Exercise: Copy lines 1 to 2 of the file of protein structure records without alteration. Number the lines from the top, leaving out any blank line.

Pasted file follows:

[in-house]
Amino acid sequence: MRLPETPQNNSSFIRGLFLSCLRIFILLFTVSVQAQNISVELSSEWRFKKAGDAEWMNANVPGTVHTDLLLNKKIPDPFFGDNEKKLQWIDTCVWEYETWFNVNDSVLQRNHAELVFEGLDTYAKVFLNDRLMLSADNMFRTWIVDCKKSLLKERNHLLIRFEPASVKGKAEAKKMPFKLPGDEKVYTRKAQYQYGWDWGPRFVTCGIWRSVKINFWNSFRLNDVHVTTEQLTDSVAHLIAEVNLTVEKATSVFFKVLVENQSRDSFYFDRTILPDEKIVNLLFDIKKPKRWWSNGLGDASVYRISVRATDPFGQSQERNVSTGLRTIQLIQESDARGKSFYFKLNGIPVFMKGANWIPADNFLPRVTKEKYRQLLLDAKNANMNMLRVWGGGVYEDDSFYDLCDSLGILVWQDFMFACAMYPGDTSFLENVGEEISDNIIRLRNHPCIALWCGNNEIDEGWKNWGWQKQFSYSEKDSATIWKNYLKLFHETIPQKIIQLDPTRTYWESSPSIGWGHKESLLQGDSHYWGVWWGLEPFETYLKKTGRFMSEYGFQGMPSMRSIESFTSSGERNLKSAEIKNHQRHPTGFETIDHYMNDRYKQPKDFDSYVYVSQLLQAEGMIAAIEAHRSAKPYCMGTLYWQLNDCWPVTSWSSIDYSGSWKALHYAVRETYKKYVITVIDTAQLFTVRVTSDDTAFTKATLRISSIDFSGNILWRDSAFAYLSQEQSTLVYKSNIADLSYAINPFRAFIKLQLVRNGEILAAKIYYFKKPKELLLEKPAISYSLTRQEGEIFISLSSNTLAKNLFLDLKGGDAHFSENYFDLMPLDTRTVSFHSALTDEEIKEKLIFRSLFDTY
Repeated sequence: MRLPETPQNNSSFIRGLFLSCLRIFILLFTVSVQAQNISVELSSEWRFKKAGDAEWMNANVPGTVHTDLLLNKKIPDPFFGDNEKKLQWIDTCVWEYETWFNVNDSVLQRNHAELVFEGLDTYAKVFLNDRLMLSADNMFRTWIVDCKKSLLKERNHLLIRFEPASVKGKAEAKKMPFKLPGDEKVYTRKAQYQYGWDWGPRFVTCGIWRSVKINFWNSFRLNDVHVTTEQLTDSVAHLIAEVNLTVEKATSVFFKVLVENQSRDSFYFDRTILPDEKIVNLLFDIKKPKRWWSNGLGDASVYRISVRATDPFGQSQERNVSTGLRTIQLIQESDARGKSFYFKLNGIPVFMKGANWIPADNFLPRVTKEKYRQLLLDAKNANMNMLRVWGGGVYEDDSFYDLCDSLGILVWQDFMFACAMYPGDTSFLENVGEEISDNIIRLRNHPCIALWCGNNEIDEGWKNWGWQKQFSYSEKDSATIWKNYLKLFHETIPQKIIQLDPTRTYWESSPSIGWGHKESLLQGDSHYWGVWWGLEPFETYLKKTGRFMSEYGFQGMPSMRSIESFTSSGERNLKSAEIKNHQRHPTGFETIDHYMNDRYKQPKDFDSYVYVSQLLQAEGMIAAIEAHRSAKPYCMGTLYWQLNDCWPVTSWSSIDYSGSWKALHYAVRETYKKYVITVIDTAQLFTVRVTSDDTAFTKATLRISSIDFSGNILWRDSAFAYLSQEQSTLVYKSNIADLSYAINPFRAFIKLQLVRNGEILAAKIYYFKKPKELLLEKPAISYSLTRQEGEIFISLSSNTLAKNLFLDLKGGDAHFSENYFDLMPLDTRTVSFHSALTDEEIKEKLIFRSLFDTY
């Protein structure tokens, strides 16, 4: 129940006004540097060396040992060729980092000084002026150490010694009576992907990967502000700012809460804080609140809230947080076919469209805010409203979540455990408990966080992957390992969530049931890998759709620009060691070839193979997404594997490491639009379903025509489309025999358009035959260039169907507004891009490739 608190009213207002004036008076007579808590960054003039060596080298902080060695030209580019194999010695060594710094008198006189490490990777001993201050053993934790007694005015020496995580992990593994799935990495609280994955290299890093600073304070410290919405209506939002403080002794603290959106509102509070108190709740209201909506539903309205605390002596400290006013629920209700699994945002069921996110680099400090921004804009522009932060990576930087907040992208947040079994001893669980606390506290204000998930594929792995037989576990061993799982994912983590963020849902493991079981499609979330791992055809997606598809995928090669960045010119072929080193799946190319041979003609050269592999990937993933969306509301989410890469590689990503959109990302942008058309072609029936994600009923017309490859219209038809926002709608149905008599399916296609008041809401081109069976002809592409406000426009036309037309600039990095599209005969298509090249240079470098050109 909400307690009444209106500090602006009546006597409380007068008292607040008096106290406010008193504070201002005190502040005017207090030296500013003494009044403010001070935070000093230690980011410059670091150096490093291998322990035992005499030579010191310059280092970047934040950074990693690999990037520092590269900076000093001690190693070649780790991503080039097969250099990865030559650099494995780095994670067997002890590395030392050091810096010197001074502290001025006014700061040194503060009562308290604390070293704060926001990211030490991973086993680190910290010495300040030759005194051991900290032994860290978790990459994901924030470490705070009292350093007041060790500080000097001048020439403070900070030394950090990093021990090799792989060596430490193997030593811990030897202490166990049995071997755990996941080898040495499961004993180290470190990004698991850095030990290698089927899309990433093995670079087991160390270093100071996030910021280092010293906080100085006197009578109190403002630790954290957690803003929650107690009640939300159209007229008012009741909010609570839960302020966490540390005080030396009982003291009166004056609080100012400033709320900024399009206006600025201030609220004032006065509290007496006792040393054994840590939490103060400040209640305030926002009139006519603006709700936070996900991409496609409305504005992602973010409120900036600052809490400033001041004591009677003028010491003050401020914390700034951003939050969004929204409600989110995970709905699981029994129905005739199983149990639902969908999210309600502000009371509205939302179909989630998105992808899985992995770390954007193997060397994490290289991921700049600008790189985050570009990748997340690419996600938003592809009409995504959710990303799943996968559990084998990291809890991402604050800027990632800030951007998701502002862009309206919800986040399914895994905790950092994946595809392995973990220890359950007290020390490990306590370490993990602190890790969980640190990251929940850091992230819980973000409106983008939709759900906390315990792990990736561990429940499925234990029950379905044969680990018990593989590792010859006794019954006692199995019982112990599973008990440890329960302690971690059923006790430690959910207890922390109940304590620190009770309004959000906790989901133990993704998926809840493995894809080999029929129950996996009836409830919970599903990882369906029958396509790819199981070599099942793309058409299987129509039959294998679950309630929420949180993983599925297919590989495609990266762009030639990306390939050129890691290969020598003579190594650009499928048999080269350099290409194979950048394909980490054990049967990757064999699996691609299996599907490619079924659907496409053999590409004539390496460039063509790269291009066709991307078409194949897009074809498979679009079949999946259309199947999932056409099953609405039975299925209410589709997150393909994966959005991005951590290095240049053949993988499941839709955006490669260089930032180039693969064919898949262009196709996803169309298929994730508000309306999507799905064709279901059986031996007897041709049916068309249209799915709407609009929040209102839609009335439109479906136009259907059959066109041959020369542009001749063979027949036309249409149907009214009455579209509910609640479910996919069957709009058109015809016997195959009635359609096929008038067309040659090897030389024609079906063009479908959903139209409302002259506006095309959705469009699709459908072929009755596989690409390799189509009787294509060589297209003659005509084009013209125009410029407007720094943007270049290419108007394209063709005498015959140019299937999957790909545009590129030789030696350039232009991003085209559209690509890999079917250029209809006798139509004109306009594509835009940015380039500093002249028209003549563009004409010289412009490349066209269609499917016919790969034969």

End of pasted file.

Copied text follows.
[in-house]
Amino acid sequence: MRLPETPQNNSSFIRGLFLSCLRIFILLFTVSVQAQNISVELSSEWRFKKAGDAEWMNANVPGTVHTDLLLNKKIPDPFFGDNEKKLQWIDTCVWEYETWFNVNDSVLQRNHAELVFEGLDTYAKVFLNDRLMLSADNMFRTWIVDCKKSLLKERNHLLIRFEPASVKGKAEAKKMPFKLPGDEKVYTRKAQYQYGWDWGPRFVTCGIWRSVKINFWNSFRLNDVHVTTEQLTDSVAHLIAEVNLTVEKATSVFFKVLVENQSRDSFYFDRTILPDEKIVNLLFDIKKPKRWWSNGLGDASVYRISVRATDPFGQSQERNVSTGLRTIQLIQESDARGKSFYFKLNGIPVFMKGANWIPADNFLPRVTKEKYRQLLLDAKNANMNMLRVWGGGVYEDDSFYDLCDSLGILVWQDFMFACAMYPGDTSFLENVGEEISDNIIRLRNHPCIALWCGNNEIDEGWKNWGWQKQFSYSEKDSATIWKNYLKLFHETIPQKIIQLDPTRTYWESSPSIGWGHKESLLQGDSHYWGVWWGLEPFETYLKKTGRFMSEYGFQGMPSMRSIESFTSSGERNLKSAEIKNHQRHPTGFETIDHYMNDRYKQPKDFDSYVYVSQLLQAEGMIAAIEAHRSAKPYCMGTLYWQLNDCWPVTSWSSIDYSGSWKALHYAVRETYKKYVITVIDTAQLFTVRVTSDDTAFTKATLRISSIDFSGNILWRDSAFAYLSQEQSTLVYKSNIADLSYAINPFRAFIKLQLVRNGEILAAKIYYFKKPKELLLEKPAISYSLTRQEGEIFISLSSNTLAKNLFLDLKGGDAHFSENYFDLMPLDTRTVSFHSALTDEEIKEKLIFRSLFDTY